Thursday, December 17, 2015

ESEA Reauthorization- What will it mean?

There was a time in my life- before I had children of my own- that I followed education politics closely. I was always ready with an opinion and was quick to weigh in. My 25 year old self was waiting breathlessly for the ESEA re-authorization that passed last week. But my current self? Not so much. The last few years I haven't spent much time following the ins and outs of the education debates and forming my own opinions. The time I spent analyzing education policy is now swept up in re-reading Elephant and Piggy books and plotting how to get two young children to bed without completely going grey.

So it feels strange to read about the new education law passed and to have barely thought about its impact. I've read a few blogs and some helpful graphs, but that's it. Perhaps this is because it does not seem like much has changed. From my role as a teacher within the schools, I don't foresee big changes coming down to us. Particularly for those of us in Virginia, who never adopted the Common Core and seemed to maintain a fairly staunch stand in its determination to maintain state control. But maybe I've adapted this view point simply because I now work in a school that does not feel overly impacted by the changing laws. I'm interested to hear what teachers in turn-around schools think about the changes, and if they predict a big difference in what happens within their school walls next year.

I'm a bit worried that we are going to start giving standardized tests to measure grit and this article from the Washington Post greatly concerned me.

This info graphic from Ed Reform Now is fairly helpful.

ESEA Reauthorization,Dec10

Tuesday, December 15, 2015

That moment in guided reading...

I quickly flashed an index card with the word 'some' printed on it to one of the fifth graders I work with in the intellectual disabilities class. "Three somes?" the boy exclaimed. "Three somes?"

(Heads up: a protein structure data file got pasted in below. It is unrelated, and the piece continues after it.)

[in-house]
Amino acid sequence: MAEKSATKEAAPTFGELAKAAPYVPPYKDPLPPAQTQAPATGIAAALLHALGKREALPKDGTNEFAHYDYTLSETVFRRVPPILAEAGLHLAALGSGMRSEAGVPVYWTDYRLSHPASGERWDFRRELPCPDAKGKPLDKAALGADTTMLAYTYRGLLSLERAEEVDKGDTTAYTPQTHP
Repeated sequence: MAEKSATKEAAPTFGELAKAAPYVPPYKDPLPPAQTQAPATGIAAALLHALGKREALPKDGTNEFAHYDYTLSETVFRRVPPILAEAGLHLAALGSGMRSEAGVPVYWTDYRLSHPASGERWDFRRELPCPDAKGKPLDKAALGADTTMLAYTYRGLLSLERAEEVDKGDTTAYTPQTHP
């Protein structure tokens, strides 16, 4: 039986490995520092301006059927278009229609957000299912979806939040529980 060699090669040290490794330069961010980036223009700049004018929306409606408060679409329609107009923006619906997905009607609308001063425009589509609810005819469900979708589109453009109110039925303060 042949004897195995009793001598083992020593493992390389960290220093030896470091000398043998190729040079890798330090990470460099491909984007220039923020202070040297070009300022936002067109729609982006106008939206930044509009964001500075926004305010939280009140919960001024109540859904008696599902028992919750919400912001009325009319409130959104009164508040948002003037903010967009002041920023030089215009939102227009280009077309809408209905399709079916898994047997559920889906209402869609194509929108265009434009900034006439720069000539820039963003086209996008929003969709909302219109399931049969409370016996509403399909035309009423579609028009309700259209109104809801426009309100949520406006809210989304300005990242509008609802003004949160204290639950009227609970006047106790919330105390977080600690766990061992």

We start every guided reading group with a quick word game to review our high frequency words (words a reader can expect to see all the time like and, because, some, come, etc.) The game changes occasionally but we always use the same stack of index cards. As we go through a new book I'll add new words to our stack depending on what words they have difficulty with. We've been adding to this stack for two years now so it is getting fairly thick. I have not done much in the way of editing the cards for repeats and there are numerous words that sneak into the stack multiple times. This usually works out in my favor because if the students have trouble with the word and it is already in the stack then it certainly doesn't hurt anything to repeat it.

Yet there now happen to be three some cards. Three. Somes. Say it fast.

The friend I showed the third 'some' card to was obviously keeping track of the number of times he'd been asked to read the word some. He's also a friend who finds one phrase to repeat over and over again. Some days he asks me if I'm wearing boots the entire 45 minutes we work together. Other times it's announcing he's not coming to school on Saturday. Yesterday it was the number of somes in our deck.

Mrs. Lipstick, why we have to do three somes? Why you make us do three somes? 


Over and over again. 

I've never been so happy that no one happened to walk by the classroom at that exact moment. I shamelessly drew his attention away from the three some cards and to our shoes. I won't get fired over a 45 minute line repetition over shoes. The three somes would be harder to explain.

Thursday, December 10, 2015

Fifth Grade Conversations

I came out of a meeting and ran smack into a fifth grade girl with a concerned look on her face.

"Mrs. Lipstick?"


"What's better, Puma or Nike?"

"Um, I don't know, I have never thought about it."

"Well, which do you own more of?"

"I don't know if right now I own anything by either one."

Silence and look of shock.


"I don't think I own either brand."

She shook her head and walked into the group bathroom, where I could hear her exclaim to her friends, "She doesn't own either brand!!"

This is my first year in fifth grade as a teacher. I obviously have a lot to learn.